Our Words Matter..

The other day I went for up for prayer. The person in front of me used words like repentance, sanctification, justification, and spiritual roots' in answer to the hurt and pain presented. I inhaled sharply because those terms not only felt harsh but cold and unfeeling. I knew they'd meant well, but I couldn't imagine God talking to one of His daughters like that. I pictured instead a soft face, an open lap, and a 'crawl up here daughter, and let me speak to you about who you are. Let me talk to you about your beliefs.'  

We live in a culture here in America that is becoming increasingly disillusioned, both secularly and spiritually {think Occupy movements and post-modernism}. It is both a blessing and a curse, but most importantly it affords us the opportunity  to look within our own church culture to see what, if anything, we have contributed.

To us, words like 'repentance,' 'justification' or 'sanctification' {assuming you even know what they mean} aren't foreign or even condemning but to a world that  has no accurate frame of reference for these words, they are loaded terms. And really, can you blame them? Westboro Baptist, evangelists on tv programs, they use the same terms we do. The very worst of the church often ends up representing the best.  That's not intentional most of the time, but when we are silent on issues, or when we fail to us our words to accurately depict the Father's heart in a language style the world can understand....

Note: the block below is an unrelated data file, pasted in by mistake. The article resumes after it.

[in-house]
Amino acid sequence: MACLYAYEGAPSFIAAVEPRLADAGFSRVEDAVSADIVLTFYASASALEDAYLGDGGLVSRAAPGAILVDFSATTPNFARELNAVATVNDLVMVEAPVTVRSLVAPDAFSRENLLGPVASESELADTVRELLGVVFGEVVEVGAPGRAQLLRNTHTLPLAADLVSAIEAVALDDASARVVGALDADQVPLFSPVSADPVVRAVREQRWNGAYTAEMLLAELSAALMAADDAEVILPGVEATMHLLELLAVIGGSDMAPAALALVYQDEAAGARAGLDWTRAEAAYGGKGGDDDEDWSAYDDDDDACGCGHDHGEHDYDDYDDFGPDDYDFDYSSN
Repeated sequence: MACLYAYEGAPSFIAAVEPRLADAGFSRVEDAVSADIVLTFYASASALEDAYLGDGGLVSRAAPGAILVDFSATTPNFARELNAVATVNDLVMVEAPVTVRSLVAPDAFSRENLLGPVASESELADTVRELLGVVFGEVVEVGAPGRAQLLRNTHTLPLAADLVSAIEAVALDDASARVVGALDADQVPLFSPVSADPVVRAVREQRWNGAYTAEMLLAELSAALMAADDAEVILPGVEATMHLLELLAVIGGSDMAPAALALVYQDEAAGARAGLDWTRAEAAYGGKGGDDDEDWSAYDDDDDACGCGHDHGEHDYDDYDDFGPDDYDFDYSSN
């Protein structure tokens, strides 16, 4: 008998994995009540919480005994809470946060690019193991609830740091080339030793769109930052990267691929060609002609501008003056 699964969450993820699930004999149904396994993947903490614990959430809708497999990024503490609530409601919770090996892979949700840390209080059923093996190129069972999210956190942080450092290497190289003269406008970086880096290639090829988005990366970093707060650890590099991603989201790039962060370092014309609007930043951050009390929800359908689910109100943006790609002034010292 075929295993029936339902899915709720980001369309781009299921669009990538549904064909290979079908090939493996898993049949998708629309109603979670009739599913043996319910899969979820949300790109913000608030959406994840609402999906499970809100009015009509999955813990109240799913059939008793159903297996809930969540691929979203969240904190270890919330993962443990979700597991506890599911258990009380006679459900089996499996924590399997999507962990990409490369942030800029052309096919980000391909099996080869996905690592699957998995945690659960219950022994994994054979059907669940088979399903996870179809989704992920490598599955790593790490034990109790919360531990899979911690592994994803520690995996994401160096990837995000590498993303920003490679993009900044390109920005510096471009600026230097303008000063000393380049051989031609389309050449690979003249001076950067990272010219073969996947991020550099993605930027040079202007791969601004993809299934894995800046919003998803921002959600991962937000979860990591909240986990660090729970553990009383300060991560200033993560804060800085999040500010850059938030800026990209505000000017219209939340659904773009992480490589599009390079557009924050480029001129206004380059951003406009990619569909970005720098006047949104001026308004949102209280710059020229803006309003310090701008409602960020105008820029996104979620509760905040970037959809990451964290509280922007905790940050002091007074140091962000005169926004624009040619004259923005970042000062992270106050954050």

You catch my drift.

I'm not saying we should walk on eggshells or get rid of clearly biblical terms. I'm also not saying we should avoid important tenants of the faith like repentance. But when we throw out Christianese terms to a world that doesn't speak them, understand them, or worse has a negative connotation with them,  we risk our message being lost in translation.

Paul had much to say about this, exclaiming "To the Jews I become like a Jew, to win the Jews. To those not having the law I became like one not having the law. To the weak I became weak, to win the weak. I have become all things to all people so that by all possible means I might save some."    

Paul was not above changing his approach, his way of eating or dressing, or even his way of speaking (though I'm infering here)  if it meant that His message would be successful. If we are called to anything as Christians in this culture it is this; to be discerning and adaptable as we speak His heart to the world.

Words matter because the person hearing them matters. Paul knew that, ending simply with this, "I do it all for the sake of the gospel."

And may we also. 



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